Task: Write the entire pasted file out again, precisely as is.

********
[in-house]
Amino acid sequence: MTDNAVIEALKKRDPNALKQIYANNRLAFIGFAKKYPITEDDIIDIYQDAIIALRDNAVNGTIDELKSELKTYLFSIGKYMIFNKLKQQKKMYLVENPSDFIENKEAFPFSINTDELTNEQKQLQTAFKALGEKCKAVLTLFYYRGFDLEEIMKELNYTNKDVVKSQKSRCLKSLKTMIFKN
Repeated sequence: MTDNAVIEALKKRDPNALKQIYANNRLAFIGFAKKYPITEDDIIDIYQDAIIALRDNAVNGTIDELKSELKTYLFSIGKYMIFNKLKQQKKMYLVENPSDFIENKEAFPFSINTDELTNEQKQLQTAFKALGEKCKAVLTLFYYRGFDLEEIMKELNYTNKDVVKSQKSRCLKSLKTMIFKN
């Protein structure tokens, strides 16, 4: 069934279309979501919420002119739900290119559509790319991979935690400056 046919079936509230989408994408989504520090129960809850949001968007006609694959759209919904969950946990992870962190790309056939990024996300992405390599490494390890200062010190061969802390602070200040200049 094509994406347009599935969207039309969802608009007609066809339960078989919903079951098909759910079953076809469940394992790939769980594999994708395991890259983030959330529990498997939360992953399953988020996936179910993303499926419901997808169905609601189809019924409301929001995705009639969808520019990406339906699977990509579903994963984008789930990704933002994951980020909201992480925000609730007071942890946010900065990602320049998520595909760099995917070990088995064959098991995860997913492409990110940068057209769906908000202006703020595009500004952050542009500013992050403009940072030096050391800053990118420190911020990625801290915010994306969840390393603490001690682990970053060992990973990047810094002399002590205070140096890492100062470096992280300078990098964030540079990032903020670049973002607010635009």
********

[in-house]
Amino acid sequence: MTDNAVIEALKKRDPNALKQIYANNRLAFIGFAKKYPITEDDIIDIYQDAIIALRDNAVNGTIDELKSELKTYLFSIGKYMIFNKLKQQKKMYLVENPSDFIENKEAFPFSINTDELTNEQKQLQTAFKALGEKCKAVLTLFYYRGFDLEEIMKELNYTNKDVVKSQKSRCLKSLKTMIFKN
Repeated sequence: MTDNAVIEALKKRDPNALKQIYANNRLAFIGFAKKYPITEDDIIDIYQDAIIALRDNAVNGTIDELKSELKTYLFSIGKYMIFNKLKQQKKMYLVENPSDFIENKEAFPFSINTDELTNEQKQLQTAFKALGEKCKAVLTLFYYRGFDLEEIMKELNYTNKDVVKSQKSRCLKSLKTMIFKN
């Protein structure tokens, strides 16, 4: 069934279309979501919420002119739900290119559509790319991979935690400056 046919079936509230989408994408989504520090129960809850949001968007006609694959759209919904969950946990992870962190790309056939990024996300992405390599490494390890200062010190061969802390602070200040200049 094509994406347009599935969207039309969802608009007609066809339960078989919903079951098909759910079953076809469940394992790939769980594999994708395991890259983030959330529990498997939360992953399953988020996936179910993303499926419901997808169905609601189809019924409301929001995705009639969808520019990406339906699977990509579903994963984008789930990704933002994951980020909201992480925000609730007071942890946010900065990602320049998520595909760099995917070990088995064959098991995860997913492409990110940068057209769906908000202006703020595009500004952050542009500013992050403009940072030096050391800053990118420190911020990625801290915010994306969840390393603490001690682990970053060992990973990047810094002399002590205070140096890492100062470096992280300078990098964030540079990032903020670049973002607010635009």